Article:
RCM: One of the things I love about working with Fripp is that he is always trying to throw people off guard and toy with their expectations. Yes, that was a typical show. What we would do is get Robert out on stage playing before the doors opened. His official time slot was only 20 minutes, but we would get an hour and half by playing right when the doors opened. When I was out with Robert on all the Soundscapes tours, he was really trying to see if he could get people to experience the music differently, for it to have a different role. I think the parameters of the experiment were that anything you wanted to do was fine as long as you did not take photos. He always felt it would be appropriate if someone booed him when he was sucking. I was tempted to test the theory on a few off nights.

CW: What's it like working with Fripp? Is he as curmudgeonly as he's reputed to be?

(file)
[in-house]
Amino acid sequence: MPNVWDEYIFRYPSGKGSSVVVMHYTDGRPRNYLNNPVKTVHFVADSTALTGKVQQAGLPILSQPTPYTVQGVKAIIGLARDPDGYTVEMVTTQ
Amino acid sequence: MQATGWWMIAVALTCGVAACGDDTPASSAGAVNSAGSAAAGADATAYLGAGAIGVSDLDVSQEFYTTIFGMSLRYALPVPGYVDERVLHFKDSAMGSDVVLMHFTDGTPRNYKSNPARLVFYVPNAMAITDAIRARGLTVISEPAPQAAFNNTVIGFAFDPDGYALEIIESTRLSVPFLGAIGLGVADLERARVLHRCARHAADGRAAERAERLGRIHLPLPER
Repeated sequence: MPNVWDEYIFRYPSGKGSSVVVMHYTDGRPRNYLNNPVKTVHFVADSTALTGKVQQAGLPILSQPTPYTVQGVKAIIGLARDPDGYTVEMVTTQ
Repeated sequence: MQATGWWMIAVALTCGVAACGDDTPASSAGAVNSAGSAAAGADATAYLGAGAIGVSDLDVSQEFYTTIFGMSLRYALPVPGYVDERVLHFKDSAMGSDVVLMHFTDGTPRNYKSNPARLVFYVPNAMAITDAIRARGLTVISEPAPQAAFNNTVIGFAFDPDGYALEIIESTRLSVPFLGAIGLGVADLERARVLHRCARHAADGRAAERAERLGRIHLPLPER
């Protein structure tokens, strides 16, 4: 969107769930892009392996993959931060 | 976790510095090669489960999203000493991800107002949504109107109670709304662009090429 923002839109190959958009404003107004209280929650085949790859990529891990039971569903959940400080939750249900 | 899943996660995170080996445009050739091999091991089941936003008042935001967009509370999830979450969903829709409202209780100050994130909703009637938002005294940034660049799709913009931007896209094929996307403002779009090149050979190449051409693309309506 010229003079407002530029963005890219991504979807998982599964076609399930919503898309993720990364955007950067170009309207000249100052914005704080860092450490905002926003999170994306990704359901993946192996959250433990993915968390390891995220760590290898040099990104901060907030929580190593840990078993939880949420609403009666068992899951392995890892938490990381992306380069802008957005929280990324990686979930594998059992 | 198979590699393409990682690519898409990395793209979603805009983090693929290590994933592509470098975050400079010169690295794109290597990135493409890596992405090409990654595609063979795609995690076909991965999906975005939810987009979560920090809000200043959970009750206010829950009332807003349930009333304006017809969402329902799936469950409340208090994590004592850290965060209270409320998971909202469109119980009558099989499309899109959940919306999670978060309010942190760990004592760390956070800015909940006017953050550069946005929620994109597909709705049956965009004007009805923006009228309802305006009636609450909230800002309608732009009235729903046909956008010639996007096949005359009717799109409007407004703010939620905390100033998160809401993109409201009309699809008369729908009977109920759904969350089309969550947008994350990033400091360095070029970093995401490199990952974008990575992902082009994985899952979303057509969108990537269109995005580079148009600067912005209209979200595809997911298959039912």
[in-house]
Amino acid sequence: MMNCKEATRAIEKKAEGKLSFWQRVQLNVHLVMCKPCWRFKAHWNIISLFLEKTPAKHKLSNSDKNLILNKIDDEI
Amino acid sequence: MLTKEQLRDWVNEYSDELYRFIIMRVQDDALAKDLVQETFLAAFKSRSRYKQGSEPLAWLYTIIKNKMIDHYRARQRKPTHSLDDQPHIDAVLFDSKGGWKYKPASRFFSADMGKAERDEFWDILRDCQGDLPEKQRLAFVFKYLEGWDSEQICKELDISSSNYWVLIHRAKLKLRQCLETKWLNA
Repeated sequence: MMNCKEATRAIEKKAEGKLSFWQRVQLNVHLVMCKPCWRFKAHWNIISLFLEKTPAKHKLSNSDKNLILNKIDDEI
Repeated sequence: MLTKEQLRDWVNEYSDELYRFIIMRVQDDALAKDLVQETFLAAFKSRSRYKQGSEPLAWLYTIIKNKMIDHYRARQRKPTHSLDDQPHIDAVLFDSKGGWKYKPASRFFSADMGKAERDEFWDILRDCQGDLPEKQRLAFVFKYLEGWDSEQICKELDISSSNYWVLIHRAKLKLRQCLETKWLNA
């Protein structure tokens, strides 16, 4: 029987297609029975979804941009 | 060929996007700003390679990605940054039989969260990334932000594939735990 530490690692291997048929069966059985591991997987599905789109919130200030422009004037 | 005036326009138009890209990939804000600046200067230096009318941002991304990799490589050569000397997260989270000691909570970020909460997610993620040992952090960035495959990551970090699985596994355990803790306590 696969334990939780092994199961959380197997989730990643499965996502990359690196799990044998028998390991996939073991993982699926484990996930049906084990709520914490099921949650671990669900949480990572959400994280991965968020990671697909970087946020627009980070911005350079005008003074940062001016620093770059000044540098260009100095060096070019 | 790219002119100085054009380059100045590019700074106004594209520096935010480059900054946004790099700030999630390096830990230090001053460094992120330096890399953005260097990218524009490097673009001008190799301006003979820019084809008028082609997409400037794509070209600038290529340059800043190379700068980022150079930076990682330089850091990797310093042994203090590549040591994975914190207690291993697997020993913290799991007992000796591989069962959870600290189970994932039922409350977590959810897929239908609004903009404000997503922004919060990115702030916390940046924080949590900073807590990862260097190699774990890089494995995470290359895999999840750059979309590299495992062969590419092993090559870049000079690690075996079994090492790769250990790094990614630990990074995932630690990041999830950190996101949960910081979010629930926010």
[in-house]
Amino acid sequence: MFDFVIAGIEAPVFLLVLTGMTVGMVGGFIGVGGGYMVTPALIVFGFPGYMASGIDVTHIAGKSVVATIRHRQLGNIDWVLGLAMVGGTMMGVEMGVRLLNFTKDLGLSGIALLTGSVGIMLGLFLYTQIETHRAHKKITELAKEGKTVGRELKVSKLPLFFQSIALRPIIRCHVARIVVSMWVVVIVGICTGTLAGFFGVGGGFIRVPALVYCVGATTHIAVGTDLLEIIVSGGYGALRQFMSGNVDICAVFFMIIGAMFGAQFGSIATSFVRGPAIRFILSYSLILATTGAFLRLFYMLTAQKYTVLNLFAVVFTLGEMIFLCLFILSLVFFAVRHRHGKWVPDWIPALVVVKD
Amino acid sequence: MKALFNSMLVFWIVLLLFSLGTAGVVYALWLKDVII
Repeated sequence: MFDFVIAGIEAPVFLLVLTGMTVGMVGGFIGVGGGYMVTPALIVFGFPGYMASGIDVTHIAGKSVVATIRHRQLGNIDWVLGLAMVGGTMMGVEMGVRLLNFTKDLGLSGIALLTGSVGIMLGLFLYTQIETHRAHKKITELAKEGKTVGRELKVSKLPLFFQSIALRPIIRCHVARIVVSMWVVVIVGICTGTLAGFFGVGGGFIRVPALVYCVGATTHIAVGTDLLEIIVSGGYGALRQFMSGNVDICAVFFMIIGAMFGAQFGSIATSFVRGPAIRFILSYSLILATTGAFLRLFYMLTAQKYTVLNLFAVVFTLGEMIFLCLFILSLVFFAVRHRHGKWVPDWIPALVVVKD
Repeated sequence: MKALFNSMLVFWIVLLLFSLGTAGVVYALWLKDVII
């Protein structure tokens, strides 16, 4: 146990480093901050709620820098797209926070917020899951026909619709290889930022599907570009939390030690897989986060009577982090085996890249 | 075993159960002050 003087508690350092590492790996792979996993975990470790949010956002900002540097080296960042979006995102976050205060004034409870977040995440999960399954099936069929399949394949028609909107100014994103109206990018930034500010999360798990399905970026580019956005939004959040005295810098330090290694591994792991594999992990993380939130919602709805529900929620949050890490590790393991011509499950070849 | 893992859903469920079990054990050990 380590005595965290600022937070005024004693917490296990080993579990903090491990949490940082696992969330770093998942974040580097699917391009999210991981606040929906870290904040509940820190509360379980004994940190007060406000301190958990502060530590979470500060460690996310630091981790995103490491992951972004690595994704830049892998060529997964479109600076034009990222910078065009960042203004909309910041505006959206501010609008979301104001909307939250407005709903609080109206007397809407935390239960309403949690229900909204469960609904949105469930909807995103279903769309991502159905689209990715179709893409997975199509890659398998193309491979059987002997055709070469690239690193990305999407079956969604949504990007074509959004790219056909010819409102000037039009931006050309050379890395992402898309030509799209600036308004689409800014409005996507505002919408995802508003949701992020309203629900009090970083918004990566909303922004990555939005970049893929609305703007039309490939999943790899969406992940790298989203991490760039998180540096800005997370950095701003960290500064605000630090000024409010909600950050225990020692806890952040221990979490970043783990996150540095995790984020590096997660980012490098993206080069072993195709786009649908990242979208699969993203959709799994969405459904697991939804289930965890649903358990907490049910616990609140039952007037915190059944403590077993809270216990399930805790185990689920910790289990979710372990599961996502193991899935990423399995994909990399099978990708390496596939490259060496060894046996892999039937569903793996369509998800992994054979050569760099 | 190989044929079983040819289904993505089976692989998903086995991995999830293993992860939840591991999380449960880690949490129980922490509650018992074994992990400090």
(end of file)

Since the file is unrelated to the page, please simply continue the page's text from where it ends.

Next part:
RCM: Well, for most of two years Robert and I were almost inseparable. When he was on tour, I was on tour with him; when he was off the road, we were in the studio working on records together; so obviously I like the guy. Professionally, for me the fact that I worked on a dozen Crim records, does not really mean more than if I had done only two, so I easily could have left if it sucked. The truth is that when I think of Robert, the first thing that comes to mind is his wicked sense of humor, and he has been very generous to me. The one thing about Robert is that there is something very specific that he is trying to do as an artist and a way that he is trying to approach the work of performing. It's a really serious thing for him, and he gets into a headspace to perform that does not really allow for extraneous stuff. The best I ever heard him explain it was that being a musician is like being the priest at a mass. You have a serious job to do, and you wouldn't run up to the priest and ask for his autograph while he was walking down the aisle. Anyone that got to see the Soundscapes tours got to hear Robert do Q&A, and they gave a pretty good insight into what he is like. I think Fripp's sister has compiled a lot of those Q&As into a collection called Fripp Unplugged, or something like that.